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ShareMondays2020 – Caught In A Lightbeam

Juvenile Whitethroat

ShareMondays2020 – Caught In A Lightbeam

I had the most beautiful encounter with a family of whitethroat at Papercourt Meadows last Friday. I’d missed the arrival of these wonderful summer migrant birds while I was shut indoors, shielding. What a wonderful and welcoming return for me to one of the local birding sites, being greeted by these gorgeous fledglings! The adults are starting to look rather untidy (pressures of parenthood and the start of the moult!) so I will keep their modesty intact and not share their photos. The fledglings are doing quite well picking insects from the buddleja and brambles, but they’re still demanding plenty of feeds from their parents!

The meadows are looking wonderful! A great variety of grasses and wildflowers that provides such a fantastic habitat for lots of insects and birds. Distant, but wonderful sighting of the kestrel, hovering over the grassland, and so many wrens singing their little hearts out!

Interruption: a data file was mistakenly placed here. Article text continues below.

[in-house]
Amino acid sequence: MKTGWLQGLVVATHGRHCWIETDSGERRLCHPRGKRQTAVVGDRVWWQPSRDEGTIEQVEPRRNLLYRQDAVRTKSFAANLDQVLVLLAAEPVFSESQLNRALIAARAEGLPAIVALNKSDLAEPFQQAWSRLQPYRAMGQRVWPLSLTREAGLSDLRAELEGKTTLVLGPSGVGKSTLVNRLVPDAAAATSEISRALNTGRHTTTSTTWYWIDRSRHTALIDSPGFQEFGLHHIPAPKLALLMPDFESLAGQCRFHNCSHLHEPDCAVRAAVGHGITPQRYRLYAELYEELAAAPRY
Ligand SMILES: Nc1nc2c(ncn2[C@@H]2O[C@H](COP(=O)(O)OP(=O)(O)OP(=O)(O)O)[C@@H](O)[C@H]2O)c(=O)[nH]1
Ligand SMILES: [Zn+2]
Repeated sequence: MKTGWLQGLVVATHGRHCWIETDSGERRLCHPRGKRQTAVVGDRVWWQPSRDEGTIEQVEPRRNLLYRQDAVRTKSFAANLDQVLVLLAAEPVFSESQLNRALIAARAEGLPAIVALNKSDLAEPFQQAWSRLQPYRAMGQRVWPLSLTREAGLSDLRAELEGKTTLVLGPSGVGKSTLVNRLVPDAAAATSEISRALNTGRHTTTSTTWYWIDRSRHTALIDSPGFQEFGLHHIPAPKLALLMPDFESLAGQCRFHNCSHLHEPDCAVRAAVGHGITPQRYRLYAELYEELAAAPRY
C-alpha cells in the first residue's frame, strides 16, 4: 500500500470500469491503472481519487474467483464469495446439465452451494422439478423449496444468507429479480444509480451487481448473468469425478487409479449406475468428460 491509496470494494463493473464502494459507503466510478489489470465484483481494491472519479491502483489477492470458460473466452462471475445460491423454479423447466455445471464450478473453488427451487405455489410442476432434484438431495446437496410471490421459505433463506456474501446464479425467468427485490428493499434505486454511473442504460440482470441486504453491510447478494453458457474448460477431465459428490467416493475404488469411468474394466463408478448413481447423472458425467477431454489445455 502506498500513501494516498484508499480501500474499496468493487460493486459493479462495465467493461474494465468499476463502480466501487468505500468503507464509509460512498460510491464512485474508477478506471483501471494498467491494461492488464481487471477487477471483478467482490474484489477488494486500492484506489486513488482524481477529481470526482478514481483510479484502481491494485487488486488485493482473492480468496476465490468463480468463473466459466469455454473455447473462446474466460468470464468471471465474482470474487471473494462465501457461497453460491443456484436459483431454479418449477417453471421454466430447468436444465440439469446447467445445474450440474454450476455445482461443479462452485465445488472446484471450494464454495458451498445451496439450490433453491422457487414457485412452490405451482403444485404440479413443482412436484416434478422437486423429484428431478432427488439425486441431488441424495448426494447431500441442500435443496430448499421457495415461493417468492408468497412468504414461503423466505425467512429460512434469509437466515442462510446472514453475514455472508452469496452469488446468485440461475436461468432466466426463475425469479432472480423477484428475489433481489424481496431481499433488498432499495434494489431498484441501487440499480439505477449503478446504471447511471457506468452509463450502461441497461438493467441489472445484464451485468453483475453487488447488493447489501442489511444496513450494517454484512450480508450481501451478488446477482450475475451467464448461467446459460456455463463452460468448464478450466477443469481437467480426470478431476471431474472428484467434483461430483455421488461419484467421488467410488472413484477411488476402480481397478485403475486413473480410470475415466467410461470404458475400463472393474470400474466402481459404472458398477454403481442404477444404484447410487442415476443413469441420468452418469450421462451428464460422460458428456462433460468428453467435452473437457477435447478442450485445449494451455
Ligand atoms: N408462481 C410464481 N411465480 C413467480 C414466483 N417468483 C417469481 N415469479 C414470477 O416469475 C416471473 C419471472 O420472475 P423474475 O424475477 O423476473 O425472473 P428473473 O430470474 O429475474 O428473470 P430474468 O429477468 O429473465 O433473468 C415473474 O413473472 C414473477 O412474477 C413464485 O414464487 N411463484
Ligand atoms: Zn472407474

A fabulous array of butterflies greeted us too! Peacocks, red admirals, gatekeepers, commas, large and small whites, skippers and absolutely stunning ringlets! They have fabulous false-eye markings and really shimmer in the light.

I shall definitely be returning soon to collect numbers for the Big Butterfly Count for Butterfly Conservation! You can join in the annual citizen science survey HERE. Have a great week everyone!

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ShareMondays2020 – Happy Birthday Bro!

Longes Family Portrait

ShareMondays2020 – Happy Birthday Bro!

Happy Birthday Robin!!! Yes, that’s my little brother on the left, with my sister-in-law, Mo, and nine month old Finley. They came over for a brief window visit this week and it really lifted my spirits. It’s been ages since we’ve seen each other in person and Finley is growing up so quickly! He’s such a character and like most little ones his age, he just wants to put everything in his mouth. It was so funny when he made a beeline for the birdbath and feeders! I had visions of a wet and confused baby until Robin just managed to get to him in time.